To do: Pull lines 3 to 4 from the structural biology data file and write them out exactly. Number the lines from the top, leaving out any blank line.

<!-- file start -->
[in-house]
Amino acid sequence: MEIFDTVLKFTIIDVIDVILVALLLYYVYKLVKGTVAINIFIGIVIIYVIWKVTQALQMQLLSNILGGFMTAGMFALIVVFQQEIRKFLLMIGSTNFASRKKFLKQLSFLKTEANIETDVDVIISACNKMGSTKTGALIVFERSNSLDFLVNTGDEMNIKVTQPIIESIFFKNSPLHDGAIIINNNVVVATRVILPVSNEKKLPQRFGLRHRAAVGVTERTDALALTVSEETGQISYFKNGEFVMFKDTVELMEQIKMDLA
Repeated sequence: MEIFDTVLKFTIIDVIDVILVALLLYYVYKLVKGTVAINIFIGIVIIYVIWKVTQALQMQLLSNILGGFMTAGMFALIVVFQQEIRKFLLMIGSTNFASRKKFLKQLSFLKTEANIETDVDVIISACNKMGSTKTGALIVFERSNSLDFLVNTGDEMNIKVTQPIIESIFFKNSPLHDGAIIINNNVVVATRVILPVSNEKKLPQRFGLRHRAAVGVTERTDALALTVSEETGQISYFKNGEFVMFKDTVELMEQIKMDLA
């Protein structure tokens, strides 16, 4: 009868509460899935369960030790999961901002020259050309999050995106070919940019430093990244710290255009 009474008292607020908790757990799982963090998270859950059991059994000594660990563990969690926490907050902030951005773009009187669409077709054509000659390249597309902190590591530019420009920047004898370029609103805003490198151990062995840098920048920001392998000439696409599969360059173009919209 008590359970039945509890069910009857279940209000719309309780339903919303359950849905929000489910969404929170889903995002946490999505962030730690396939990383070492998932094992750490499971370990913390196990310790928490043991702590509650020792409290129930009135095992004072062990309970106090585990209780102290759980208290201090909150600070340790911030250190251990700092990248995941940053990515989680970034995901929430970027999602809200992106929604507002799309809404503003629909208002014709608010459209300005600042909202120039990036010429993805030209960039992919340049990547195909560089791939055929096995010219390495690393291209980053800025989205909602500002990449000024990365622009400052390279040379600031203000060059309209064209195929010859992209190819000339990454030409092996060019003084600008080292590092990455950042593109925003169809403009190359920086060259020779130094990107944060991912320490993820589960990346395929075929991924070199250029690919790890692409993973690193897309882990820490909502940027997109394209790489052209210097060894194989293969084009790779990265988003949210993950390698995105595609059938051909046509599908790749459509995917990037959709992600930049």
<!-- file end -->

Repeated sequence: MEIFDTVLKFTIIDVIDVILVALLLYYVYKLVKGTVAINIFIGIVIIYVIWKVTQALQMQLLSNILGGFMTAGMFALIVVFQQEIRKFLLMIGSTNFASRKKFLKQLSFLKTEANIETDVDVIISACNKMGSTKTGALIVFERSNSLDFLVNTGDEMNIKVTQPIIESIFFKNSPLHDGAIIINNNVVVATRVILPVSNEKKLPQRFGLRHRAAVGVTERTDALALTVSEETGQISYFKNGEFVMFKDTVELMEQIKMDLA
């Protein structure tokens, strides 16, 4: 009868509460899935369960030790999961901002020259050309999050995106070919940019430093990244710290255009 009474008292607020908790757990799982963090998270859950059991059994000594660990563990969690926490907050902030951005773009009187669409077709054509000659390249597309902190590591530019420009920047004898370029609103805003490198151990062995840098920048920001392998000439696409599969360059173009919209 008590359970039945509890069910009857279940209000719309309780339903919303359950849905929000489910969404929170889903995002946490999505962030730690396939990383070492998932094992750490499971370990913390196990310790928490043991702590509650020792409290129930009135095992004072062990309970106090585990209780102290759980208290201090909150600070340790911030250190251990700092990248995941940053990515989680970034995901929430970027999602809200992106929604507002799309809404503003629909208002014709608010459209300005600042909202120039990036010429993805030209960039992919340049990547195909560089791939055929096995010219390495690393291209980053800025989205909602500002990449000024990365622009400052390279040379600031203000060059309209064209195929010859992209190819000339990454030409092996060019003084600008080292590092990455950042593109925003169809403009190359920086060259020779130094990107944060991912320490993820589960990346395929075929991924070199250029690919790890692409993973690193897309882990820490909502940027997109394209790489052209210097060894194989293969084009790779990265988003949210993950390698995105595609059938051909046509599908790749459509995917990037959709992600930049």